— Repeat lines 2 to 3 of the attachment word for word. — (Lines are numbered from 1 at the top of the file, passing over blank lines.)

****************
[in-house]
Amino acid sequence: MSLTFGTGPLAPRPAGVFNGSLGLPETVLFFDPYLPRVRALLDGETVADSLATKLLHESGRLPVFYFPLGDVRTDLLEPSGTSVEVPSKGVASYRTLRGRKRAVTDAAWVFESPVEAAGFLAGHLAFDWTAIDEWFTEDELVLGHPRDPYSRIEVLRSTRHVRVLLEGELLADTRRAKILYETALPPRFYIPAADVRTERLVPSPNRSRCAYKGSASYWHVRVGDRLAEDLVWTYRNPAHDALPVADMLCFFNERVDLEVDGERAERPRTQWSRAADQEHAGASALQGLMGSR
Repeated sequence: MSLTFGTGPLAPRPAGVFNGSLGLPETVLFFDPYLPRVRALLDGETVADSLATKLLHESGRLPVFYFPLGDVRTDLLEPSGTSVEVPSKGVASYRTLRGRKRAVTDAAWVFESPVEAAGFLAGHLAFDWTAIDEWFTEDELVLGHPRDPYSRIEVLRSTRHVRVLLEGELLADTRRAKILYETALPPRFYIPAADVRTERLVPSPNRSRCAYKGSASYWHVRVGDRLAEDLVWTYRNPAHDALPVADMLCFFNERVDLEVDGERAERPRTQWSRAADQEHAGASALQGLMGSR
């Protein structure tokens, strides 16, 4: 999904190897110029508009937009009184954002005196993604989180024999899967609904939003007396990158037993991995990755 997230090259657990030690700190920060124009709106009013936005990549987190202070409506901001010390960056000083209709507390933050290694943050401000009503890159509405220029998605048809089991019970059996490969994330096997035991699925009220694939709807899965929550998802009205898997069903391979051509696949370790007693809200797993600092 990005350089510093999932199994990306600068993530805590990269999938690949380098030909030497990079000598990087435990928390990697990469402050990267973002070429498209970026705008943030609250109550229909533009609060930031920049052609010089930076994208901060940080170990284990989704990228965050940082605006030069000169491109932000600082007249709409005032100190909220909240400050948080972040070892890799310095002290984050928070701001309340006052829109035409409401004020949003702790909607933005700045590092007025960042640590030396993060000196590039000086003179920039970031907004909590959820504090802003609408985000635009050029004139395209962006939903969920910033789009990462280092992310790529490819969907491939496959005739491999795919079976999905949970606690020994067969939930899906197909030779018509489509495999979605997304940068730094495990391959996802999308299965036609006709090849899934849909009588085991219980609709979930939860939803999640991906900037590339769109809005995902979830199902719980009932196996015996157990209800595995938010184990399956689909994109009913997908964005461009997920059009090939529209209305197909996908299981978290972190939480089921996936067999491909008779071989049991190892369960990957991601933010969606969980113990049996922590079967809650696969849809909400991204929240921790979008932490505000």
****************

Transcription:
Amino acid sequence: MSLTFGTGPLAPRPAGVFNGSLGLPETVLFFDPYLPRVRALLDGETVADSLATKLLHESGRLPVFYFPLGDVRTDLLEPSGTSVEVPSKGVASYRTLRGRKRAVTDAAWVFESPVEAAGFLAGHLAFDWTAIDEWFTEDELVLGHPRDPYSRIEVLRSTRHVRVLLEGELLADTRRAKILYETALPPRFYIPAADVRTERLVPSPNRSRCAYKGSASYWHVRVGDRLAEDLVWTYRNPAHDALPVADMLCFFNERVDLEVDGERAERPRTQWSRAADQEHAGASALQGLMGSR
Repeated sequence: MSLTFGTGPLAPRPAGVFNGSLGLPETVLFFDPYLPRVRALLDGETVADSLATKLLHESGRLPVFYFPLGDVRTDLLEPSGTSVEVPSKGVASYRTLRGRKRAVTDAAWVFESPVEAAGFLAGHLAFDWTAIDEWFTEDELVLGHPRDPYSRIEVLRSTRHVRVLLEGELLADTRRAKILYETALPPRFYIPAADVRTERLVPSPNRSRCAYKGSASYWHVRVGDRLAEDLVWTYRNPAHDALPVADMLCFFNERVDLEVDGERAERPRTQWSRAADQEHAGASALQGLMGSR